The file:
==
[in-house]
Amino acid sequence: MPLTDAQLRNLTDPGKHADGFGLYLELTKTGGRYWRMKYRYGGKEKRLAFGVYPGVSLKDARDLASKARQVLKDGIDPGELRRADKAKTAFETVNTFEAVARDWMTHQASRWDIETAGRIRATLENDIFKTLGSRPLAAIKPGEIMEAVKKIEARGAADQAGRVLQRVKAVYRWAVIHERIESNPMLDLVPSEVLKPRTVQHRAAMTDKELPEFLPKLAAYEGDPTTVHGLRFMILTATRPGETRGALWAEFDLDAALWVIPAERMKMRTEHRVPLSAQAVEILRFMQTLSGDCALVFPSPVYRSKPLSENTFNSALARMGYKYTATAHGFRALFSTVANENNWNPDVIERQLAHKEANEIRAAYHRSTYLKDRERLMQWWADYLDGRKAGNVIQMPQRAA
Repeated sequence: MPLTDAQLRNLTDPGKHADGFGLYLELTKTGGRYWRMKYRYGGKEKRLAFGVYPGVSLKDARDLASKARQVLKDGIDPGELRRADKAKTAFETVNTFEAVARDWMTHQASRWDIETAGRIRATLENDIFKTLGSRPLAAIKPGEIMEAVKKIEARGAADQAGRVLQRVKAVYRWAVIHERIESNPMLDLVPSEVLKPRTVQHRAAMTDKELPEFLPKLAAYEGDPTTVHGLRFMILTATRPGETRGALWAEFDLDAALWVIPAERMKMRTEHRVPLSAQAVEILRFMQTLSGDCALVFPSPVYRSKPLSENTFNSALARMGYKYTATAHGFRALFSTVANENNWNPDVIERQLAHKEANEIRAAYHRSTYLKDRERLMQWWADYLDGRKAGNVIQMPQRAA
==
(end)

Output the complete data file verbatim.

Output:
[in-house]
Amino acid sequence: MPLTDAQLRNLTDPGKHADGFGLYLELTKTGGRYWRMKYRYGGKEKRLAFGVYPGVSLKDARDLASKARQVLKDGIDPGELRRADKAKTAFETVNTFEAVARDWMTHQASRWDIETAGRIRATLENDIFKTLGSRPLAAIKPGEIMEAVKKIEARGAADQAGRVLQRVKAVYRWAVIHERIESNPMLDLVPSEVLKPRTVQHRAAMTDKELPEFLPKLAAYEGDPTTVHGLRFMILTATRPGETRGALWAEFDLDAALWVIPAERMKMRTEHRVPLSAQAVEILRFMQTLSGDCALVFPSPVYRSKPLSENTFNSALARMGYKYTATAHGFRALFSTVANENNWNPDVIERQLAHKEANEIRAAYHRSTYLKDRERLMQWWADYLDGRKAGNVIQMPQRAA
Repeated sequence: MPLTDAQLRNLTDPGKHADGFGLYLELTKTGGRYWRMKYRYGGKEKRLAFGVYPGVSLKDARDLASKARQVLKDGIDPGELRRADKAKTAFETVNTFEAVARDWMTHQASRWDIETAGRIRATLENDIFKTLGSRPLAAIKPGEIMEAVKKIEARGAADQAGRVLQRVKAVYRWAVIHERIESNPMLDLVPSEVLKPRTVQHRAAMTDKELPEFLPKLAAYEGDPTTVHGLRFMILTATRPGETRGALWAEFDLDAALWVIPAERMKMRTEHRVPLSAQAVEILRFMQTLSGDCALVFPSPVYRSKPLSENTFNSALARMGYKYTATAHGFRALFSTVANENNWNPDVIERQLAHKEANEIRAAYHRSTYLKDRERLMQWWADYLDGRKAGNVIQMPQRAA